(B) Immunoblot analysis of the hAT and the purified myosin preparations of TGR/hALC-1 and WKY rats.


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4.4  Immunofluorescence Microscopy

Ventricular tissue sections from the transgenic animals were analysed using specific anti-hALC-1 antibodies and anti α-actinin antibodies. TGR/hALC-1 were investigated by double-labelling immunofluorescence microscopy, Z-lines were identified by alpha-actinin specific fluorescence, showing regular striated pattern that is consistent with labelling of the sarcomere (Fig. 15A).

The specific fluorescence of hALC-1 (Fig. 15B) in the sarcomere could be localized between the Z-lines by overlaying the hALC-1 and α-actinin labelling patterns, (Fig.15C). These observations confirm the appropriate placement of the hALC-1 into the contractile machine.

Furthermore, by double-labelling analysis using anti hALC-1 (Fig. 16B) and anti-MHC antibodies (Fig. 16A), mosaic patterns of transgene expression in cardiomyocytes were observed. The specific hALC-1 fluorescence signals of cardiomyocytes revealed different signal intensities, ranging from strong signals to undetectable levels of hALC-1.


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Figure 15 . Immunofluorescence localization of the transgene-expression.

Left ventricular tissue sections from the transgenic animals were analysed by double-labelling immunofluorescent microscopy. α-actinin was detected by using anti α-actinin antibodies demonstrating its binding to the Z-bands with regular striated pattern that is consistent with labelling of the sarcomere (A). The hALC-1 in the ventricles of the TGR/hALC-1 was detected by using specific anti-hALC-1 antibodies (B). The hALC-1 and α-actinin labelling patterns were overlaid, showing the localization of the hALC-1 in-between the Z-bands of the sarcomere, (C).


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Figure 16 . Expression-patterns of the transgene.

By double-labelling immunofluorescent analysis of the left ventricular tissue sections of the TGR/hALC-1, the tissues were incubated withanti-myosin heavy chain-antibodies demonstrating the myosin heavy chains (Green) (A), and the anti-hALC-1 antibodies demonstrated the hALC-1 (Red) (B). The specific hALC-1 fluorescence signals of cardiomyocytes revealed different signal intensities between very strong signals and undetectable levels of hALC-1.


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4.5  Comparative proteome analysis

In a 2D-PAGE comparative analysis of the whole rat ventricular protein expression-patterns (4 pairs of 12 weeks-old TGR/hALC-1 and WKY rats), I was able to resolve approximately 3000 protein spots in each pattern.

The whole protein expression patterns in both animal groups showed no differences with the exception of the transgenic spot (Fig.17A and B) that was absent in all the WKY rats and present in all the TGR/hALC-1, but other spot variations existed in between the same animal group. The transgenic protein spot was identified by molecular weight and mass spectrometry and proved to be hALC-1.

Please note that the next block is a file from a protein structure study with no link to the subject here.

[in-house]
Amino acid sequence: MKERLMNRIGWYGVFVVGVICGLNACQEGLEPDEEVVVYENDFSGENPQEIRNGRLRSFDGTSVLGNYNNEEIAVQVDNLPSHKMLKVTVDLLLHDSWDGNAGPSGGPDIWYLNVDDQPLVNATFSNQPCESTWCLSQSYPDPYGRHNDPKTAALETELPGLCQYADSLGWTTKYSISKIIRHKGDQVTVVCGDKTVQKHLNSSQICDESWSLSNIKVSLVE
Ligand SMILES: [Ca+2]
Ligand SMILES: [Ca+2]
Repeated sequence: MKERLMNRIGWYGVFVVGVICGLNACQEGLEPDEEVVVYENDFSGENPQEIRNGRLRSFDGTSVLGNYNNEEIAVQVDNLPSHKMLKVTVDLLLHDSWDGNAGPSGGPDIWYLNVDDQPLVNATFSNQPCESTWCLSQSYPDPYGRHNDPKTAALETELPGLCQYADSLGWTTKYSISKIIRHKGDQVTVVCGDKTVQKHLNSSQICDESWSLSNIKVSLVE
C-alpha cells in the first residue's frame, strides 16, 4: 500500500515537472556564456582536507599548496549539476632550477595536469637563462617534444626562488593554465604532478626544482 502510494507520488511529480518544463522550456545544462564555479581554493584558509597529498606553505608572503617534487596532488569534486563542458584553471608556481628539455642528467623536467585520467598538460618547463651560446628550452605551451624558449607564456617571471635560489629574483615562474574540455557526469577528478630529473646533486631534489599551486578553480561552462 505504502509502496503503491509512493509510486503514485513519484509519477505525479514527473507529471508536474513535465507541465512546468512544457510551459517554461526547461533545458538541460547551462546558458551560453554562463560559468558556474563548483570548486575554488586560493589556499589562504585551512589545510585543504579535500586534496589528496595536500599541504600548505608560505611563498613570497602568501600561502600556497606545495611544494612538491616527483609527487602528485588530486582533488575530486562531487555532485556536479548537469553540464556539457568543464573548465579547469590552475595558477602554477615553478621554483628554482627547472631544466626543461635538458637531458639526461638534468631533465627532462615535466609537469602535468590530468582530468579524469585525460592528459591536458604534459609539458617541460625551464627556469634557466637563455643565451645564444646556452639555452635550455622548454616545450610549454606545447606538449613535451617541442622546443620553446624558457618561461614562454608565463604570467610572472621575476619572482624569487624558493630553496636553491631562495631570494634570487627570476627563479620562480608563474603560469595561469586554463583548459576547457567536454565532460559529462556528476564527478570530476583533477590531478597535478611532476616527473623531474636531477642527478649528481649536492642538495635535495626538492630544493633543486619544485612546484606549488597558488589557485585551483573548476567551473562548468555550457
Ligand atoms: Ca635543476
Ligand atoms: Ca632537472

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Figure 17 . Analysis of the ventricular proteome by 2D-PAGE.

Shown are the representative silver-stained gels of both animal groups at protein loads of 120μg. (A) Silver stained 2-D gel for 12-week old TGR/hALC-1 (pH 3 to 10) with a magnified section showing the transgenic hALC-1 protein spot (arrow). (B) Silver stained 2-D gel for 12-week old WKY rat (pH 3 to 10) with a magnified section showing the absence of the transgenic hALC-1 protein spot (arrow).

4.6 Functional properties of the transgene

Cardiac functions in the TGR/hALC-1 and WKY rats were evaluated by examining the isolated perfused hearts. Hearts were obtained from 12-24-36-week old animals.

Left ventricular functions were evaluated and there was a statistically significant improvement (p<0.001) in the contractile functions of the 12-week old TGR/hALC-1 (n=7) compared to their age-matched control (WKY) (n=7) animals. This improvement is represented in an increase in: the developed left ventricular pressure (LVP) by 2.17-fold (Fig. 18), the maximum rate of pressure increase (contraction rate, +dP/dtmax) by 2.11- fold (Fig. 19) and the maximum rate of pressure decrease (relaxation rate, -dP/dtmax) by 1.91-fold (Fig. 20) in the TGR/hALC-1 compared to the age matched WKY rats.

While evaluating the contractile functions of the 24 and 36 weeks-old rats compared to the 12 weeks-old rats, there was an age-dependent decline of the improved contractility parameters tightly associated with a decline in transgene expression levels in the 24 and 36-week old TGR/hALC-1 (n=8 and 10-respectively) (Fig. 18, 19, 20).

In contrast, there was an age-dependent increase in contractility in the 24, 36 weeks-old WKY rats compared with 12 weeks old animals (Fig. 18 19, 20). Therefore, improved contractile functions of TGR/hALC-1 levelled-off to normal in 36 weeks-old animals.


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Figure 18 . Developed left ventricular pressure (LVP):

Showed significant increase in the 12 and 24 weeks-old TGR/hALC-1 (TGR) compared to the age-matching WKY rats, while the 36 weeks-old rats showed no significant difference between the TGR/hALC-1 and WKY groups p<0.001.


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Figure 19 . Maximum rate of pressure increase (+dP/dt max) (contraction rate):

showed significant increase in the 12 weeks-old TGR/hALC-1 (TGR) compared to the age-matching WKY rats, while the 24 and 36 weeks-old rats showed no significant difference between the TGR/hALC-1 and WKY groups p<0.001.


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Figure 20 . Maximum rate of pressure decrease (-dP/dt max) (relaxation rate):

showed significant increase in the 12 and 24 weeks-old TGR/hALC-1 (TGR) compared to the age-matching WKY rats, while the 36 weeks-old rats showed no significant difference between the TGR/hALC-1 and WKY groups p<0.001.